Abiola Yussuff’s analysis of the new political landscape in Nigeria

corruption in Nigeria

I decided not to comment on the build-up to Osun governorship election because I knew the PDP would win despite my soft spot for the APC. How did I know?

  1. Truth be told, Adeleke was leading in 2019 with over 5,000 votes before the election was declared inconclusive. At the rerun, the courts agreed that the APC won (and I chose my word advisedly).
  2. If Aregbẹṣọla was working for the victory of the APC then and they still “won” narrowly, how about now?
  3. The incumbent in Osun didn’t help matters with his below average performance.
  4. Religion has never defined Yoruba politics. But a certain Ganduje from Kano came to Osogbo to ask the people to “vote for a Muslim candidate like them” as if Adeleke was less a Muslim because he dances. He forgot that music resonates with the Yoruba irrespective of creed or religion.
  5. Mega rallies don’t really mean anything to anybody in this part of the country because voters are well informed and they know who they are voting for without prompting.
  6. Osun is an “appendage” of Oyo just like Ekiti is an “appendage” of Ondo not in terms of superiority but in terms of political reasoning.
  7. In Yorubaland, Osun and Oyo have the highest Muslim population. If both are now being governed by the PDP which has given the PDP a headstart in next year’s general election, then I have my fears for a Muslim-Muslim ticket.
  8. Tinubu went to Osun (his cradle) to campaign for the incumbent and he still lost by over 27,000 votes. The implication is that the electorate have no regard for Tinubu. It also shows that winning a presidential ticket doesn’t mean he’s popular with the people.
  9. People may be listening to Afenifere after all.
  10. The herdsmen attacks are beginning to define political decisions.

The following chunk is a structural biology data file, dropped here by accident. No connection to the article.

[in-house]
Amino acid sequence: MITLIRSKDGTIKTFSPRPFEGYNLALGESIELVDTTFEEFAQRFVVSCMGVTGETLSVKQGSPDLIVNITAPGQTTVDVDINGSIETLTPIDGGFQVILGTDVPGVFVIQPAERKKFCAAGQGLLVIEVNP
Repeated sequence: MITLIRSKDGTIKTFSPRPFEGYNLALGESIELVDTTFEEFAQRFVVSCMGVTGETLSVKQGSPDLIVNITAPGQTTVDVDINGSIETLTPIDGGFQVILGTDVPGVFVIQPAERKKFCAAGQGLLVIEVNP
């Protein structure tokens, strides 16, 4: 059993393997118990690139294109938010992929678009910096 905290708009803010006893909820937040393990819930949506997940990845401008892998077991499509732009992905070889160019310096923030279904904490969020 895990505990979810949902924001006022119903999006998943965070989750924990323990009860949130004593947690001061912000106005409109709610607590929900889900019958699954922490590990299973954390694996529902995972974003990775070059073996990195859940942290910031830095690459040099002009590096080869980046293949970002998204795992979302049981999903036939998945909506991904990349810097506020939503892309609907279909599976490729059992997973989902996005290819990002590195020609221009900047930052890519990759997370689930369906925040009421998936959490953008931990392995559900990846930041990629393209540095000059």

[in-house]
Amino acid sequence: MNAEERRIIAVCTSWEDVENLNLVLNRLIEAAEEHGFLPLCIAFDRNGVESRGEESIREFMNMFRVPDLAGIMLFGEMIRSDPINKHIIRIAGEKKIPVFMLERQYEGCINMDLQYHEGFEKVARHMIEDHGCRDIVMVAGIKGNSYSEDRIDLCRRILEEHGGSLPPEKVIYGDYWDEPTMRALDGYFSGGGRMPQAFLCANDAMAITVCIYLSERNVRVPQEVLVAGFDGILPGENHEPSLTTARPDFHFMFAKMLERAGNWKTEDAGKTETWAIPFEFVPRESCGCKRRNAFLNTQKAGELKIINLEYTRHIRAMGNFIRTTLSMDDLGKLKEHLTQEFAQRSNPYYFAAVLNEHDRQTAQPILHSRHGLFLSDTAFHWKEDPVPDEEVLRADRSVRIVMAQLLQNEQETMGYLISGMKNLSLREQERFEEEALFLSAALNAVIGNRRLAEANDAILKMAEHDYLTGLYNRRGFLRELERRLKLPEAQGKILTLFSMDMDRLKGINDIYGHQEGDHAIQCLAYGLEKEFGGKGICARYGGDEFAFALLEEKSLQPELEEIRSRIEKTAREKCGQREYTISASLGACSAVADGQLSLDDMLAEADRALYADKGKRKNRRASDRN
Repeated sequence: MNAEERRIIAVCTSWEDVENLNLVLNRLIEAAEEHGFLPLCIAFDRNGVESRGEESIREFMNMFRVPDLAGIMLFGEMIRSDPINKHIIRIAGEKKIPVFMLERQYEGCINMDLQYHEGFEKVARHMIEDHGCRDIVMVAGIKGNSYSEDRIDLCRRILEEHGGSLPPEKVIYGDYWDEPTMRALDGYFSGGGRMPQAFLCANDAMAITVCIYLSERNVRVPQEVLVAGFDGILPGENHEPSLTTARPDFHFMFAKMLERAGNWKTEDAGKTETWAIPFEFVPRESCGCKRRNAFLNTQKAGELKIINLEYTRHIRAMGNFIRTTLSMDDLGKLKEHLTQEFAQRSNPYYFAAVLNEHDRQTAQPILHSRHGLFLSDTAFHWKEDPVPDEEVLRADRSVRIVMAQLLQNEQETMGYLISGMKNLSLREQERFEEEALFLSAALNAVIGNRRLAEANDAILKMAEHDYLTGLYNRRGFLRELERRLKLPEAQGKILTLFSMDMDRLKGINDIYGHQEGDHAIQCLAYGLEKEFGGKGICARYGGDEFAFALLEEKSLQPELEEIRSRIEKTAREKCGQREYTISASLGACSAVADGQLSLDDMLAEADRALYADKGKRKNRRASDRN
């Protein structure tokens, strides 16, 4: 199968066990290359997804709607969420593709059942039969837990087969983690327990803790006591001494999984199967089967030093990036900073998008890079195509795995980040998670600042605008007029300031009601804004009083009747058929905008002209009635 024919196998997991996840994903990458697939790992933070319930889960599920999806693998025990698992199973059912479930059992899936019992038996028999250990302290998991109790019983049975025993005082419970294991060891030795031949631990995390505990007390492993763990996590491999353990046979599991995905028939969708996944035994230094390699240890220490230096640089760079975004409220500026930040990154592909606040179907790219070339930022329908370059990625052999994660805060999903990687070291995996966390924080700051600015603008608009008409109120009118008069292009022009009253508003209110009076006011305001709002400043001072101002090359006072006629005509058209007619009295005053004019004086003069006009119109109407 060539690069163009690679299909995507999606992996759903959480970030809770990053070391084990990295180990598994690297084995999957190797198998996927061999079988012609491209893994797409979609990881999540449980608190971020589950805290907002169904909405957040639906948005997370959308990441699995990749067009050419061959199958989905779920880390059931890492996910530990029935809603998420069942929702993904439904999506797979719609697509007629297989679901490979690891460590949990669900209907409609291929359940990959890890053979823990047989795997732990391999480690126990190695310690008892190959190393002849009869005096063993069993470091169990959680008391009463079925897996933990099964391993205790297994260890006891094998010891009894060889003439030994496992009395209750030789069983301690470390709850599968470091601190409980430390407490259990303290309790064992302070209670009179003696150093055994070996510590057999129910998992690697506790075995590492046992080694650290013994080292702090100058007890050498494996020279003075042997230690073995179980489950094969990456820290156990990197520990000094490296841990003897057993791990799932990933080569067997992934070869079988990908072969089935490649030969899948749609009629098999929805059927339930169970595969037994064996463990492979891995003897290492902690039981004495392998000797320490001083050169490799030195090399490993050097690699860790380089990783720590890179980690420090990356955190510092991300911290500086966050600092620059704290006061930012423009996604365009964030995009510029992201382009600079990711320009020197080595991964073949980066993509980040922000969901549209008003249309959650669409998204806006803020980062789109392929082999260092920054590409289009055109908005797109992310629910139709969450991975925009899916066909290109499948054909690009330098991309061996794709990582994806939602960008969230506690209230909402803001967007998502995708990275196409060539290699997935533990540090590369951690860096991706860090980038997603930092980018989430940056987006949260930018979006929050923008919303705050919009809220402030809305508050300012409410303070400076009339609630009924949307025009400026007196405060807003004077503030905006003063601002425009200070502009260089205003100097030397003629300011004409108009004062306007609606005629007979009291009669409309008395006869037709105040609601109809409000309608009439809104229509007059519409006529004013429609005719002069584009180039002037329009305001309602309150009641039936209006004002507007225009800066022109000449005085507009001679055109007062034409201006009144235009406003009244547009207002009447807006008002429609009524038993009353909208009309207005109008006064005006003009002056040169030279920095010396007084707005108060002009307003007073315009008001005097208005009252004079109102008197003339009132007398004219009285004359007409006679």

11. Just like Obasanjo who, though became a head of government thrice (1976-1979; 1999-2003; 2003-2007) but that didn’t make the Yoruba accept him as their leader, winning the presidency does not automatically confer leadership of the Yoruba on anybody. Their leader comes naturally.
  12. Here is the thing. When in 1983, the NPN suddenly “won” in Oyo State (inclusive of Osun then) the people merely said “ọmọ wa ni, ẹ jẹ ó ṣe é” (he’s our child, let him do it). Their child referred to was Dr. Olunloyo and the UPN candidate was Chief Bola Ige (both Christians in a Muslim dominated State). A strong allusion to the fact that religion doesn’t define the Yoruba. You have so many Ibrahims, Kasalis, Nafius, etc who are Christians in this part of the country. So, when a top herdsman came from someone and ran his mouth on the need to vote along religious line, he shot himself in the foot.
  13. Those who think the SW will be a roller coaster for Asiwaju should have a rethink because Atiku won in Ondo State in 2019. The people only voted for Akeredolu because of his efforts at leading the charge for the establishment of Amọ́tẹ́kun. That was when a church hadn’t been attacked in Ọwọ, Ondo State.
  14. Now, straightforwardly, PDP will make a good outing in Ondo, Ekiti, Osun, Oyo and Ogun States. Lagos could be in the realm of “Lord have mercy!’.
  15. I started by saying I have a strong sentiment for the APC but self-deceit is delusional. Truth be told, people are angry with Buhari and the APC for the unbearable hardships he’s heaped on this country, the monumental inefficiency, crass nepotism and the beginning of an introduction of a dangerous religious sentiments are things we don’t need. But I thank God that the Yoruba don’t play to the gallery. Let nobody who’s rooting for the APC be disappointed if the party is thrown to the cleaners at the general elections. Winning a presidential primary is totally different from the general elections. Elections don’t get conducted on social media.
  16. INEC is now beginning to be really independent in the true sense of the word. Electoral shenanigans of the past may be difficult these days moreso when the people are now ready to protect their votes.

May God continue to choose for our nation!

  • Written by ABIOLA YUSSUFF